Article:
Elon Musk, founder of SpaceX, wants to put American astronauts
back in space. He wants them to go there aboard American-built
rockets powered by
American-built rocket engines
And if he succeeds, American taxpayers could save billions of
Last month, SpaceX, the "space exploration" firm that Elon
Musk built, released a video documenting its progress toward
building our first reusable spacecraft since
NASA canceled the Space Shuttle program
. The video shows SpaceX's Falcon 9 rocket descending to Earth
after boosting a payload into orbit -- firing its reentry
boosters, extending its landing gear, and then softly landing
back on Earth. Unfortunately, the Falcon 9 rocket landed in
water. So upon "landing," it promptly tipped over and sank...
But even so, it was a pretty impressive accomplishment, and
you can watch it all happen right here:
Last month's soft landing represents the next step in the
evolution of SpaceX's experimental
program into a new Falcon 9R (for "reusable") rocket. Standing
10 stories tall
, Grasshopper featured a first-stage Falcon 9 rocket powered by a
single Merlin 1D engine, bound by a steel support structure, and
standing perched atop four steel and aluminum landing legs with
Falcon 9R will be bigger than Grasshopper, featuring a
full-size first-stage rocket, powered by a full complement of
nine Merlin rocket engines.
SpaceX Grasshopper at rest. Photo: SpaceX.
Operating off a launch pad in Texas, Grasshopper spent several
months from 2012 to 2013, rocketing to
higher and higher heights
in successive test flights, and landing back on its launch pad
each time. Grasshopper even
made the job harder
for itself at one point, shifting horizontally away from its pad
after launch, then self-correcting and
landing back on home base.
Now, SpaceX's almost-successful landing of the mission-ready (
and USAF certified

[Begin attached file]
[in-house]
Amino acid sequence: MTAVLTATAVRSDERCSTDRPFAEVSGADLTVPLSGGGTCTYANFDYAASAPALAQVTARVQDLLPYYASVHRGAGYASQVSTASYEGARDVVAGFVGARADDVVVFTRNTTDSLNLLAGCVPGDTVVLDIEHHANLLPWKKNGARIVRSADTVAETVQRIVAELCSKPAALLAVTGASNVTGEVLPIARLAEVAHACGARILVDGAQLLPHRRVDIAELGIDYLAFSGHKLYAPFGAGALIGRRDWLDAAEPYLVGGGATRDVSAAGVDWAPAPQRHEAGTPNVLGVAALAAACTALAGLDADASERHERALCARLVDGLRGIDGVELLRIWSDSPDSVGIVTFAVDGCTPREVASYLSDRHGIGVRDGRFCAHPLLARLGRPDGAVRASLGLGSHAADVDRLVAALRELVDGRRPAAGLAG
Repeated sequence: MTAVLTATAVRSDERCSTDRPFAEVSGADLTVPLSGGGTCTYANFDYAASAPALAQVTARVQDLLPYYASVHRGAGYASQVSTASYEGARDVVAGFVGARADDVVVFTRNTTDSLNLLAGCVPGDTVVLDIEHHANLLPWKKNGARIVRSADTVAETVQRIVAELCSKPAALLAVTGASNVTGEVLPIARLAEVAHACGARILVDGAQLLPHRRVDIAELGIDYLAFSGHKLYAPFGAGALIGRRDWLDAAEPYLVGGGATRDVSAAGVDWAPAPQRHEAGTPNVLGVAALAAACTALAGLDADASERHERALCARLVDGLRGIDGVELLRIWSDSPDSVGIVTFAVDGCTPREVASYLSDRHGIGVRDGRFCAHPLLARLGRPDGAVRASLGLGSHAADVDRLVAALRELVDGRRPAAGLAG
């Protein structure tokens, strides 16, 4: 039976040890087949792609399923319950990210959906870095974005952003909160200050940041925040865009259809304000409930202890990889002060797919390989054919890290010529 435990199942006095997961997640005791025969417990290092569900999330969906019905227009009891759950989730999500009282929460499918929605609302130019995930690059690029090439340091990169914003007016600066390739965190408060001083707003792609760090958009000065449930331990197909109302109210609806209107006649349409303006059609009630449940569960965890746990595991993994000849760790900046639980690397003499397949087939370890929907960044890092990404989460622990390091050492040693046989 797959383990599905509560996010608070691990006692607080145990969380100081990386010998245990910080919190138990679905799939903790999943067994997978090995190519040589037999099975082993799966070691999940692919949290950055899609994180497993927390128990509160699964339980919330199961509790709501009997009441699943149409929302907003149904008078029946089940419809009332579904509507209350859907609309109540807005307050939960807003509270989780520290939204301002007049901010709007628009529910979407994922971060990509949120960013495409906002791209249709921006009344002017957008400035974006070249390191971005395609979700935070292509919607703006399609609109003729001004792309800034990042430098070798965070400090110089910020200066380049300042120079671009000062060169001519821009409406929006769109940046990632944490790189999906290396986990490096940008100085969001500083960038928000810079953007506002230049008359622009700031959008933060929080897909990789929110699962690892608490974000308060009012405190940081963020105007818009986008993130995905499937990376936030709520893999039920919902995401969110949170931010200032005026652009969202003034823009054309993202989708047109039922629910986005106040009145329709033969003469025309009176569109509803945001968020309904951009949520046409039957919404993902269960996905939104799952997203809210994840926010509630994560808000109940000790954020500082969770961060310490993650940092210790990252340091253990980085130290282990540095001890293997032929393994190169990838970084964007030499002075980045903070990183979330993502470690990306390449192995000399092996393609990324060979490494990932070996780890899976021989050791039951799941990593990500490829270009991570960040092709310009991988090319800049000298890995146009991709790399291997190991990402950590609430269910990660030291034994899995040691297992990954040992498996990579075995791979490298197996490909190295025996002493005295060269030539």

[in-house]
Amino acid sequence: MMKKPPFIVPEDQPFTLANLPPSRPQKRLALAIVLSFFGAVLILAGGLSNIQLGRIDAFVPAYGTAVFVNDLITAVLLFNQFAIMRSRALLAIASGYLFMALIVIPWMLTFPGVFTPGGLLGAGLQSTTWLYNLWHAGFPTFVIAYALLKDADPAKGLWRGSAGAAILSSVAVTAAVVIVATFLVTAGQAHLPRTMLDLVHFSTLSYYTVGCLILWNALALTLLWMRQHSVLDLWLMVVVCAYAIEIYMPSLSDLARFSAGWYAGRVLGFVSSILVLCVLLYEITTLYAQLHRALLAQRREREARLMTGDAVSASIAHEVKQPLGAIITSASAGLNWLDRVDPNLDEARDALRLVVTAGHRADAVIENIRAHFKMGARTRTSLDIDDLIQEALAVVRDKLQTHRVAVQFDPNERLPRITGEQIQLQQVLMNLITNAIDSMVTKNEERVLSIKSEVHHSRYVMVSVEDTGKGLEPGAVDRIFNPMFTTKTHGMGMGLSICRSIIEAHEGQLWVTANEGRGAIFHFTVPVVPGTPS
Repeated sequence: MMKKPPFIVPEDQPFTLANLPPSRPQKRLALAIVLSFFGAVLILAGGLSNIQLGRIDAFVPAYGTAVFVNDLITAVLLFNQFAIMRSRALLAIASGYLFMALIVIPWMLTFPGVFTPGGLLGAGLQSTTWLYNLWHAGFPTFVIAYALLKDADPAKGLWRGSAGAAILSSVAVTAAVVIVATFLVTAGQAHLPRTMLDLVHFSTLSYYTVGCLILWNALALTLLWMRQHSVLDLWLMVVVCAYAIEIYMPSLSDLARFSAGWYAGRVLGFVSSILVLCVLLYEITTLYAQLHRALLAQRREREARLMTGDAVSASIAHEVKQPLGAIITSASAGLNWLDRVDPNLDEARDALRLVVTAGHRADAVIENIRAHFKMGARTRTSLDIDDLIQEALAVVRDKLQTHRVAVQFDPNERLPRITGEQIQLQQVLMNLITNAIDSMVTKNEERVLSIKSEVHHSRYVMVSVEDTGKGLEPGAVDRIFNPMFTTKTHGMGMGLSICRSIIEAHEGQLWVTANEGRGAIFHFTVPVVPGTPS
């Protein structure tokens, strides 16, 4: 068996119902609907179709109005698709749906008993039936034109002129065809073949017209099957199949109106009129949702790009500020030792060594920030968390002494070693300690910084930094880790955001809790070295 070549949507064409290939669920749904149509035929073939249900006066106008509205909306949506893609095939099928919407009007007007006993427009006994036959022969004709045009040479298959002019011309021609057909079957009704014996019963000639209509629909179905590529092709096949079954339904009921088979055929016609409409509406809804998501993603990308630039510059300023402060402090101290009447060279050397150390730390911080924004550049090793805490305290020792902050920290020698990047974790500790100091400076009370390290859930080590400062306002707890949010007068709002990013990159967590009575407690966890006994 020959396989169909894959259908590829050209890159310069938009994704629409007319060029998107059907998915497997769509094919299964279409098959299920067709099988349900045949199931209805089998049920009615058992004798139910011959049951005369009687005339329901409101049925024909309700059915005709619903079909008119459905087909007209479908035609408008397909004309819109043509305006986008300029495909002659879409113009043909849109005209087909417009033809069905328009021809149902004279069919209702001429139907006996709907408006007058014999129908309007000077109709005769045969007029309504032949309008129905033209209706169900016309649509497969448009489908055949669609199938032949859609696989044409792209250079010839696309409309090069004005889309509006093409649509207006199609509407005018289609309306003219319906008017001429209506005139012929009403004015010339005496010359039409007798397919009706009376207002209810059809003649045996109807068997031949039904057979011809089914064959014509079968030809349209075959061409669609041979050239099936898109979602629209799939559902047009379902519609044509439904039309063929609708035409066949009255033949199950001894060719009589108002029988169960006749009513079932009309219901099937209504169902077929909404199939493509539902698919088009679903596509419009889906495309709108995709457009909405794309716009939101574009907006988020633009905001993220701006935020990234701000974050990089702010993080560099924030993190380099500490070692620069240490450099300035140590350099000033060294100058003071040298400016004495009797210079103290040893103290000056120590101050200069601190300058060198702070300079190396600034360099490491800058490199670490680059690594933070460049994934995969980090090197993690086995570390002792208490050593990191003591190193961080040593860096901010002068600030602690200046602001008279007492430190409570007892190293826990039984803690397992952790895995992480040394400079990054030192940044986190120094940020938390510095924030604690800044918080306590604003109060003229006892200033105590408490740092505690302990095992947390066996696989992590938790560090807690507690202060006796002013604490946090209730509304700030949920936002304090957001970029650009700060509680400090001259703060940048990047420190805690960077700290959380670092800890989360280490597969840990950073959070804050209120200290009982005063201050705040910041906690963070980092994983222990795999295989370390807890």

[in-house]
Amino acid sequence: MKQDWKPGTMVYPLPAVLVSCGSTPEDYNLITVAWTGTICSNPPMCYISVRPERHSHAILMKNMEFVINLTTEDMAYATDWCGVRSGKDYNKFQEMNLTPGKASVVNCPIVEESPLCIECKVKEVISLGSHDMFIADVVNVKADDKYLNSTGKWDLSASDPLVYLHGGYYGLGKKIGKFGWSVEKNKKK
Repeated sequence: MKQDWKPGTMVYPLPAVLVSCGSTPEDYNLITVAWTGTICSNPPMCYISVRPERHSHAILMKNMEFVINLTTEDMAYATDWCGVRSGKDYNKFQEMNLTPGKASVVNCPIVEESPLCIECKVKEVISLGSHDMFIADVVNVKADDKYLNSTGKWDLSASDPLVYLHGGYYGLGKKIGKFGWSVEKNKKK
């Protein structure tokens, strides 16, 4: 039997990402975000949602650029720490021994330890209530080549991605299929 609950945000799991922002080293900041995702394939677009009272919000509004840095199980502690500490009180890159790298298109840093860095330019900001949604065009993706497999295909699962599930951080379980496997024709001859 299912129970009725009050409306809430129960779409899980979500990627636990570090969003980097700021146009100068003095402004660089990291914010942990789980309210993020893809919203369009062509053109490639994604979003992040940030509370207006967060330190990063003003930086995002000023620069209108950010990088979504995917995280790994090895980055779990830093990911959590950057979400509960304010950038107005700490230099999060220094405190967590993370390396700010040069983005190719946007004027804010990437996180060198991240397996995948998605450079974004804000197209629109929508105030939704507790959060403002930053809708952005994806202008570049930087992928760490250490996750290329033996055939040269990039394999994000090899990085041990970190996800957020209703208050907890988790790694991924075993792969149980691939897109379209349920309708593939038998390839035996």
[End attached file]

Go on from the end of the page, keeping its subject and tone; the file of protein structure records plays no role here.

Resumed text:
) Falcon 9 shows that the project that Grasshopper began, is
evolving into something nearly ready for prime time. So why is
An end to disposable spacecraft
The successful, controlled reentry and landing of SpaceX's Falcon
9 shows us how the Grasshopper experiment is morphing into a true
replacement for the now defunct Space Shuttle program. This is
key for U.S. taxpayers.
Ever since the Space Shuttle stopped running, the U.S.
government has been sending its satellites into space aboard
"disposable" spacecraft. Tens of millions of dollars are spent
building rockets from scratch. After launch, those rockets are
jettisoned to burn up in the atmosphere.
Want to launch another satellite? First, you've got to build
yourself another rocket.
Reintroducing the reusable spacecraft
A "reusable" Falcon 9 would put an end to this practice. It would
permit a rocket, once built, to be launched, refurbished,
refueled, and launched again. According to Musk, the rocket fuel
needed to put a satellite in orbit accounts for only 0.3% of the
cost of a space launch. Accordingly, adding extra fuel to permit
a rocket booster to make a controlled reentry and landing should
only add 0.3% to the cost of a space launch.
Though, 75% of the cost of any rocket launch can be attributed
to building its first-stage rocket. By making this first-stage
rocket reusable, instead of disposable, Musk thinks he can drop
the cost of a space launch by 75%.
Total potential savings: 75% minus 0.3% equals 74.7%.
SpaceX wants to save you some money
Now, the math is actually a bit more complicated than that.
Additional costs will be involved in:
- building a bigger rocket, or adding rocket boosters, to
carry the reentry fuel
- buying even
fuel to lift the necessary reentry fuel into space
- the costs of recovering and reconditioning rockets for
But you get the point: Even with all the added costs attendant
on running a reusable rocket operation, the savings here could
still be significant.
How significant? In
testimony before Congress
back in March, Musk suggested that at the very least, his firm
can save taxpayers about two-thirds of the cost that
currently charge to launch government satellites into space. Over
the next 15 years, that could add up to about $50 billion in
With savings like these, the rocket that used to be called
"Grasshopper" could one day save taxpayers some serious
One small hop for Grasshopper, one giant leap for taxpayers.
More from The Motley Fool:
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$50 Billion or More?
originally appeared on Fool.com.
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